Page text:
Tuesday Inspiration

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In last week’s inspiration post, I wrote a little about the phrase “I don’t know how you do it.”  I thought I’d spend a few posts addressing that.  When someone is forming a goal, there are a few ways to go about it.  You’ve got the S.M.A.R.T. goals assessment, which I think has a lot of merit.  There’s also the “one goal” method, which feels like S.M.A.R.T. goals, all grown up.  

Before you can start either of those approaches, however, it’s important that you believe you can.  I know, this sounds so cheesy, but it’s that cheesy because it’s basic.  Belief is the foundation of any action you want to take.  If your goal is weight loss, and you start off by listening to the voice in your head reminding you of all your failures, you are certain to repeat the past.  If you set out to train for a marathon figuring you probably won’t finish, you’re done before you start.  

When I chose to do my 52 books/projects last year, I knew it was a big goal.  I really made the decision in early spring, and I was already behind.  I knew it would be work, but I also believed that the people raising their eyebrows were wrong.  

There are two quotes that I’ve come across as I’ve been thinking about this topic.  The first is from Sarah Silverman, who said ” Stop telling girls they can be anything they want when they grow up. I think it’s a mistake. Not because they can’t, but because it would have never occurred to them they couldn’t.”   The second came as I was watching the NFC playoff game, seeing Russell Wilson interviewed after.  He said the team started the season with the question “Why not us?” in mind.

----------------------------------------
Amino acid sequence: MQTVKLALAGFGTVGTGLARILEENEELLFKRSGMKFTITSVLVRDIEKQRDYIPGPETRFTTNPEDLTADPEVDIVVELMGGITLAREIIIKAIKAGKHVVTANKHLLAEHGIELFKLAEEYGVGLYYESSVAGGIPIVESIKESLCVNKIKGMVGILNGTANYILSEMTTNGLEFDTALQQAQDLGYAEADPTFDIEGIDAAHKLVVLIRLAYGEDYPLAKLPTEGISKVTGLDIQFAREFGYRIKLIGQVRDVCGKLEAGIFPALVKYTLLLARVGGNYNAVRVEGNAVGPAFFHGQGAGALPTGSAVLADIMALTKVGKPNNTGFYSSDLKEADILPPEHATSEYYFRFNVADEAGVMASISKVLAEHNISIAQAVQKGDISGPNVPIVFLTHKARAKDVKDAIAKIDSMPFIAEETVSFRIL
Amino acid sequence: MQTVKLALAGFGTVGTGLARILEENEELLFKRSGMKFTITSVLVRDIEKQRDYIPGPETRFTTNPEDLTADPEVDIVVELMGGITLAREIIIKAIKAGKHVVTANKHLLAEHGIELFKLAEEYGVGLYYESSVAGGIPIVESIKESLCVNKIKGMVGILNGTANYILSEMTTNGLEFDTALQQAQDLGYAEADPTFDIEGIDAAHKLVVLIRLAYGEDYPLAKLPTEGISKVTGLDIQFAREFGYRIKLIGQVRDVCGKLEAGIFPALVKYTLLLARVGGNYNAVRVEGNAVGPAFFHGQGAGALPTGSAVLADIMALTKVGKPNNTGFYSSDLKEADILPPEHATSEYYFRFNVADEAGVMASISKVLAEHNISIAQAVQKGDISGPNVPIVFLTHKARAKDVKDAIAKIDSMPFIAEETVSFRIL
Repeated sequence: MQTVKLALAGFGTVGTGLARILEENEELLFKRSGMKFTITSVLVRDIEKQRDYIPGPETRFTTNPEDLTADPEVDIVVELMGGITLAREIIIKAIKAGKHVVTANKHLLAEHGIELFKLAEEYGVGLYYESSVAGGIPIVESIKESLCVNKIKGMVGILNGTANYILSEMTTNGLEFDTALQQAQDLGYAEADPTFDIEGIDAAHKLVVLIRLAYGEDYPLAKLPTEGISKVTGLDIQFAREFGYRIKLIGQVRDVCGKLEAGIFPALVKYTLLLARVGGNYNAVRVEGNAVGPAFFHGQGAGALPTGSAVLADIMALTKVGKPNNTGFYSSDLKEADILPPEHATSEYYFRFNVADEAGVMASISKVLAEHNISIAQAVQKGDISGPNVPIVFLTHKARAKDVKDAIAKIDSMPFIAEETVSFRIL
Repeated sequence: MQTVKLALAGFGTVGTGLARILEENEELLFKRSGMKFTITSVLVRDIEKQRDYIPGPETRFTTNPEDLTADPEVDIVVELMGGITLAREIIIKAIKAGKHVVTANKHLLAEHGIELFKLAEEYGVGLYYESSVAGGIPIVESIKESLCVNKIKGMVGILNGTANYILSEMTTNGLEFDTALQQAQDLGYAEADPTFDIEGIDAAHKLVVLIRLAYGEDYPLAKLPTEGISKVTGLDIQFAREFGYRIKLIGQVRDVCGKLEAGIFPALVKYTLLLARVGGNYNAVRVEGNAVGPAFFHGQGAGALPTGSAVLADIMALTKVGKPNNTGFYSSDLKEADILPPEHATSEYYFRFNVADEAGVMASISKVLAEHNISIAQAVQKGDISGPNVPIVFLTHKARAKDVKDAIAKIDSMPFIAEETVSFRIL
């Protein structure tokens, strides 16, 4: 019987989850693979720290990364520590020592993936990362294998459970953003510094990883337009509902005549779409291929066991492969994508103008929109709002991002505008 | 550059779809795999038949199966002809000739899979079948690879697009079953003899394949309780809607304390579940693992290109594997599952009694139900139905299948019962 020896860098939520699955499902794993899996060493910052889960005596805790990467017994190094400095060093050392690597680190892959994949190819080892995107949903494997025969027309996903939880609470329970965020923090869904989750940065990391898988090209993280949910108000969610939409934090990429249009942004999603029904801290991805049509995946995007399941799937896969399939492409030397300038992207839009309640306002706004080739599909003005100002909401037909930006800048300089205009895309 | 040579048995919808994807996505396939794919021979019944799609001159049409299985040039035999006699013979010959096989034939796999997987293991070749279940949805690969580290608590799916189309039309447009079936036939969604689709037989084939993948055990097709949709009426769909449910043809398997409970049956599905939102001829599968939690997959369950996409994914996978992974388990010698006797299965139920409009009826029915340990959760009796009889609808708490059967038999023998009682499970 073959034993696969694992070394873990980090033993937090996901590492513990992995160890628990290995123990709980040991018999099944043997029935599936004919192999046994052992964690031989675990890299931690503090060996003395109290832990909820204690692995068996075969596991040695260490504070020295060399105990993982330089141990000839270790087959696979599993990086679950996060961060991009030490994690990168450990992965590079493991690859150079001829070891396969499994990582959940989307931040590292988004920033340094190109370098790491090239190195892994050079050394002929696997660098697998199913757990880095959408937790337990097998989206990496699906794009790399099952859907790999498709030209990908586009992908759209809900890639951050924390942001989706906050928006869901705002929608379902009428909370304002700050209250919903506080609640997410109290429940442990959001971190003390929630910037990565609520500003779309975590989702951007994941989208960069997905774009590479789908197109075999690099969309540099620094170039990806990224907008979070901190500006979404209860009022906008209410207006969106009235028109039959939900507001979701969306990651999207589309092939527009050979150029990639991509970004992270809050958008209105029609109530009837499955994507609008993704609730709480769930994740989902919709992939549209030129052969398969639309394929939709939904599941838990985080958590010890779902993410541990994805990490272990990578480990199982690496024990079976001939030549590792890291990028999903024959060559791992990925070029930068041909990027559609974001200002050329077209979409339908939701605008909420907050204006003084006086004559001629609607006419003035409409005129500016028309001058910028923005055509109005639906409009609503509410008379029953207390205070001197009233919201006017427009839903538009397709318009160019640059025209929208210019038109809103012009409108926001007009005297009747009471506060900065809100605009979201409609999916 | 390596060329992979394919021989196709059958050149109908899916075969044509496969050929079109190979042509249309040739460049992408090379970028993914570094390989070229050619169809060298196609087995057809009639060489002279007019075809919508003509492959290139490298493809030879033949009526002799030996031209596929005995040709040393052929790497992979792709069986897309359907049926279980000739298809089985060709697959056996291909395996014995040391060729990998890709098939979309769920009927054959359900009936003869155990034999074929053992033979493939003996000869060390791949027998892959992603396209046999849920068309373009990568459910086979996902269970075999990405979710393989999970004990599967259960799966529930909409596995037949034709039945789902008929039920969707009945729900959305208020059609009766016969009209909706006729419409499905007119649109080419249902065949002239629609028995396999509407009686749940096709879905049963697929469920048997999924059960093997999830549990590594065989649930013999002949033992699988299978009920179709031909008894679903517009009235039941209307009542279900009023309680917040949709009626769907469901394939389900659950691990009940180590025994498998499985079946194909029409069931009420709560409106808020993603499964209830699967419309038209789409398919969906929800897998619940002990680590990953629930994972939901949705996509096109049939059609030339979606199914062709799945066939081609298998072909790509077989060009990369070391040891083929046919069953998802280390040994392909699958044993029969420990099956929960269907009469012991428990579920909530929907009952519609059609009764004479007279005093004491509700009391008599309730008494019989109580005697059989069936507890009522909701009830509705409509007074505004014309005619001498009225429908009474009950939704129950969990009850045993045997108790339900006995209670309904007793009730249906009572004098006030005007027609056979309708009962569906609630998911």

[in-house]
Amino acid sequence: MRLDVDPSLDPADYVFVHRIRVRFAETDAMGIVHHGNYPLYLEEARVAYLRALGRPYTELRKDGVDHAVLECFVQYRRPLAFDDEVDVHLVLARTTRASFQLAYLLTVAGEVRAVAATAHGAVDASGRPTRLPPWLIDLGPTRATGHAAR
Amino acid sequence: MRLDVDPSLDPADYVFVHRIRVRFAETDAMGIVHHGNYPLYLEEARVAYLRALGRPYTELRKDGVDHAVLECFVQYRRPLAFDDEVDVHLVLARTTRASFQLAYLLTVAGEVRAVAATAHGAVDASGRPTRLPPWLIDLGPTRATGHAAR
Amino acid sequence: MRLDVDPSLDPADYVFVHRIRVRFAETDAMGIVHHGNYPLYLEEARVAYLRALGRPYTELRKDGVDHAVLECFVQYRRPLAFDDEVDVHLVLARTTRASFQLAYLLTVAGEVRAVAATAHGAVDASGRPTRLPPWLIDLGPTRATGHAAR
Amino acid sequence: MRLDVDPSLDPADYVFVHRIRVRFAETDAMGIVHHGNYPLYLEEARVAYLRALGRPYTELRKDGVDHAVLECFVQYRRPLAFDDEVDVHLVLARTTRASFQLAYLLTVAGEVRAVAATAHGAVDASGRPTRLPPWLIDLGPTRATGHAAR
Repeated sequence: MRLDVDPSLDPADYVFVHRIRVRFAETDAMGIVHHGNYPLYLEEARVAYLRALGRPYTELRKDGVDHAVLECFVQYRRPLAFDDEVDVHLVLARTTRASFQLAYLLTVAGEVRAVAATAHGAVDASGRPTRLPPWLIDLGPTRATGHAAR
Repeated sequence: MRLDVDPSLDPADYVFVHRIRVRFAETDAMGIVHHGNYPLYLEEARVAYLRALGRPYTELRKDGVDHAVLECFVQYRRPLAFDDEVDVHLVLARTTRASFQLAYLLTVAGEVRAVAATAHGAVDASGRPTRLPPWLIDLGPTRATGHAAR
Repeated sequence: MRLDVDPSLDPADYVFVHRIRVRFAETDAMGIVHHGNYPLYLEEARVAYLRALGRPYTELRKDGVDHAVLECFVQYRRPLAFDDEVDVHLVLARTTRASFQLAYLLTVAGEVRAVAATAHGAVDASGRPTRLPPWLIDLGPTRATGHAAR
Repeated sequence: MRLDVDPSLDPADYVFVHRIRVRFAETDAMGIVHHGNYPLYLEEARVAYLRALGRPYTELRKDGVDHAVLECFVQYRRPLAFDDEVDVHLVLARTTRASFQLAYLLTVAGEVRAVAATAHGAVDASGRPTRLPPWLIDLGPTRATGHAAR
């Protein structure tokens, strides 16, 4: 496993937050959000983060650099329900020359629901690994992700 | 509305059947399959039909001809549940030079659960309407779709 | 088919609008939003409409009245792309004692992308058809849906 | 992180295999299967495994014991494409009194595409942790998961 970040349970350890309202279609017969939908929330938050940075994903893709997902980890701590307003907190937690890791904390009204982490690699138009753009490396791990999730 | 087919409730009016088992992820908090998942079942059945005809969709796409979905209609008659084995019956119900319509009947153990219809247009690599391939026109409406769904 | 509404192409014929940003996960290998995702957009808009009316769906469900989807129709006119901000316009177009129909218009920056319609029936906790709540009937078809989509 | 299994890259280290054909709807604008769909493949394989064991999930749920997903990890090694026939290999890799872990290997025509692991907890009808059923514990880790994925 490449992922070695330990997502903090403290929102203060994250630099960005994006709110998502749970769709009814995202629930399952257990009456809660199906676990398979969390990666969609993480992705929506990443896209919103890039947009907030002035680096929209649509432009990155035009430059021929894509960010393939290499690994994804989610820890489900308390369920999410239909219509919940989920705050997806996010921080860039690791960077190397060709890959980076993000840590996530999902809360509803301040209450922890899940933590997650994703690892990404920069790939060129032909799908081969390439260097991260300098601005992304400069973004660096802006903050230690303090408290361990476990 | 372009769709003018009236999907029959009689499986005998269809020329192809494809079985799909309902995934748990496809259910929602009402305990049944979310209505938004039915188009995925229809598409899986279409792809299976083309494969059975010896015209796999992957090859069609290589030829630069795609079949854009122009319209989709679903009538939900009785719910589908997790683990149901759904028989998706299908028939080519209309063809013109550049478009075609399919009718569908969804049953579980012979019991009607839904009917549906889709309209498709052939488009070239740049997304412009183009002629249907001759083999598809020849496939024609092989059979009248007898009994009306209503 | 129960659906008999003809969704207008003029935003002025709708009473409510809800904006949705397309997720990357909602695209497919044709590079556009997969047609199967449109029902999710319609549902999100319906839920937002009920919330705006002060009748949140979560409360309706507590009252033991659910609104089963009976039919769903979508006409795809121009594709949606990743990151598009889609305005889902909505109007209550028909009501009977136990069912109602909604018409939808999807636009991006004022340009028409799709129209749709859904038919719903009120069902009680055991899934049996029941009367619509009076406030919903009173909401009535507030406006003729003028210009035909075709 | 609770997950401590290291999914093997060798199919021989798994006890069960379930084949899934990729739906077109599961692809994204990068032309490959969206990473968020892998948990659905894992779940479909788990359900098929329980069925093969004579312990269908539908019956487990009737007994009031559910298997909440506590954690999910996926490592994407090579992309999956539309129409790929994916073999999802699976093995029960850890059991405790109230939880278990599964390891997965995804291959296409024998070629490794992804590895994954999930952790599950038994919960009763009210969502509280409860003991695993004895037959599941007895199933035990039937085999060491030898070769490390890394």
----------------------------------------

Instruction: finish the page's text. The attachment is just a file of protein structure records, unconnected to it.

So, if you’ve got a big goal, silence the doubts, and assume you will succeed. Why not you? 

Monday Inspiration

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make no comparisons

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As my intention for this year’s goals are to encourage growing, not just coping, this article really spoke to me.  Falling behind last week had me doubting myself and my decision to try to make all of this happen.  Maybe I should have gone smaller.  Maybe I made goals too big.  So when I read “If I let that feeling take hold too strongly, I’ll start imagining friends and colleagues critiquing my skills or thinking poorly of my work.  This inevitably causes nothing but an overwhelming, unrelenting fear that puts me right back in that school bus seat:  hoodie pulled up, frozen and hiding from the world.”  As I read, I felt inspired to press forward, stop doubting, and get back to work.  I hope you’ll take the time to read this powerful article over at Darling Magazine.  

The Discipline of Discomfort